23 March 2016

Trying out the HTC Vive

On the way back from a meeting in London yesterday I was able to find time to queue up at the Curry's on Tottenham Court Road to try out the HTC Vive. There queue was about a dozen people longer (and longer by the time I left) and with a 15 min demo each I had about an hours wait. There was an amiable and knowledgeable HTC expert supervising the whole thing, and ready to answer questions, and on his monitor (above) you could see what the Vive user was experiencing. The space was about 5m x 5m with the positional sensors in each corner.

So what was the experience like?

First the graphics was actually underwhelming. There was a definite step change from DK1 to DK2, but now DK2 is worse than the best smartphone solutions, and Vive really was no different from those. Still a slight "gauze" over the screen, and edges of the screen visible (perhaps better headset adjustment?), so no real sense of higher rez or wider field of view. It may be that the HTC is a few percentage points better, but not enough difference that you (or at lest I'd) notice. I also thought that the headset was heavier than the DK2, but apparently I was the only person who'd commented on its weight.

Where the HTC did score was in the integration of the peripherals. The handset controllers were OK, a little oddly shaped, but the meant that whatever you were holding in world appeared where your hands/controllers were. The first demo is a simple shoot-em up, and you can hold either a shield or gun in each hand - just flinging a hand back over your shoulder to change. Using the shield/guns was totally natural, just point and shoot. You could also move around the platform a bit (although there was little need), and a green fence appeared when you began to stray to the limit of the area (no evidence of the forward facing camera bleed-through of reality).

The second demo was Job Simulator. You're in a cartoony office cubicle just full of stuff to play with. The controllers now appear as white gloved cartoony hands (no arms), and pulling the trigger causes them to grip an object (although its then more a case of it moving with the hands rather than being gripped by them). I had great fun trying to build a jenga stack out of donuts and coffee cups. You could fill a  mug with coffee and tip the coffee all over the store. Throw physics worked well, both for donuts and paper-planes. There was a computer that you could access, but just very large font text (forgot to see what was the smallest font fize I could see to read - a good test of resolution). When I dropped a donut on the floor I could kneel down and peer under the virtual desk and the trackers did their job of keeping everything in sync - all very natural.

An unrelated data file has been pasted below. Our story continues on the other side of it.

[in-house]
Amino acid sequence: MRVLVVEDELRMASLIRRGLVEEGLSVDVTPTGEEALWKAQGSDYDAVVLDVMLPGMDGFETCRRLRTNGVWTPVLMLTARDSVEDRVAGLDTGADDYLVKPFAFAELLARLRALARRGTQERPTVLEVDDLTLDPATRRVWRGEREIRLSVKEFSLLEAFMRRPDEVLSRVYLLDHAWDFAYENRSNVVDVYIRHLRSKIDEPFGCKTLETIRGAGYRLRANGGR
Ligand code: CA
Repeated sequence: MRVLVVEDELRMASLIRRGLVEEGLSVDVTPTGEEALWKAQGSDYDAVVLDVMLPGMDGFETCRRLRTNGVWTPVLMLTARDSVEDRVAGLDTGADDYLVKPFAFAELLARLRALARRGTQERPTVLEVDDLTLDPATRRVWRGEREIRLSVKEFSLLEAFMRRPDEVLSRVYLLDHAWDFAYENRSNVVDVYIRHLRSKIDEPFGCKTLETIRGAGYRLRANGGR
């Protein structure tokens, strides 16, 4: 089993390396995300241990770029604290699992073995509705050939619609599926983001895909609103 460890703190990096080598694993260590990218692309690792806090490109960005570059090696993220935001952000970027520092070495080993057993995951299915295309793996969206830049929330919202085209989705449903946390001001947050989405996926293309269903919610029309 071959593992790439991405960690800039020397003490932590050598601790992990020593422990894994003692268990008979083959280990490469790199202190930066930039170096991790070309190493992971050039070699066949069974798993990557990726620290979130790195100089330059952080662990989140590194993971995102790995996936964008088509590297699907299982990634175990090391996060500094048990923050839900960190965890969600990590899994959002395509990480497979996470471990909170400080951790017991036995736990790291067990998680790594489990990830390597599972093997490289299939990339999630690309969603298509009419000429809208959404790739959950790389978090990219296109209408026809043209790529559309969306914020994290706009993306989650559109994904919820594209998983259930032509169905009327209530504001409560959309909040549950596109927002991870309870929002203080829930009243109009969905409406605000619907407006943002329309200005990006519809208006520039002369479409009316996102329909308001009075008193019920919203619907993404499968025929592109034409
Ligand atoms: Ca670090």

And that was it. I only realised later that the person before me (image above) had also had the chance to use the painting app, but I guess the guy through the queue was building too long. Pity as I'd hoped to see if I could draw a solid looking house.


Graphics are OK but not wonderous, and the £200+ price hike over the Oculus probably wont be worth it for that (or possibly even over the Samsung or Cardboard with a decent phone - and can't say I noticed lag was significantly better). The peripheral integration was great through, but in reality you could build that into any system - but it is hassle to do, and having it all working out the box is pretty neat.

Thinking of use cases though, to get the fullest benefit you do need that 5m x 5m area and a minder to make sure you don't trip over the cable - so apart from the geekiest of gamer geeks I'm stil not sure its going to be a mass market entertainment system - and particularly at that price. And if you just want a sit-in-a-chair VR experience the other solutions are a lot cheaper.

Where I am excited though is in our core area of training. People spend a lot of money on cave type 3D set-ups. But with a £700+ Vive you can have a fully portable spatial trainer. Just think of projects we've done such as this nursing trainer:

With HTC Vive a student could actually walk around the bed, place and adjust equipment, do basic medical inspections etc. There would still be challenges with reading patient notes and talking to the patient ( a real need for voice recognition), but all do'able. We could probably even make it multi-user.

So, great to have tried the Vive out. A pity its not another step beyond the current display quality, but really neat peripheral integration.

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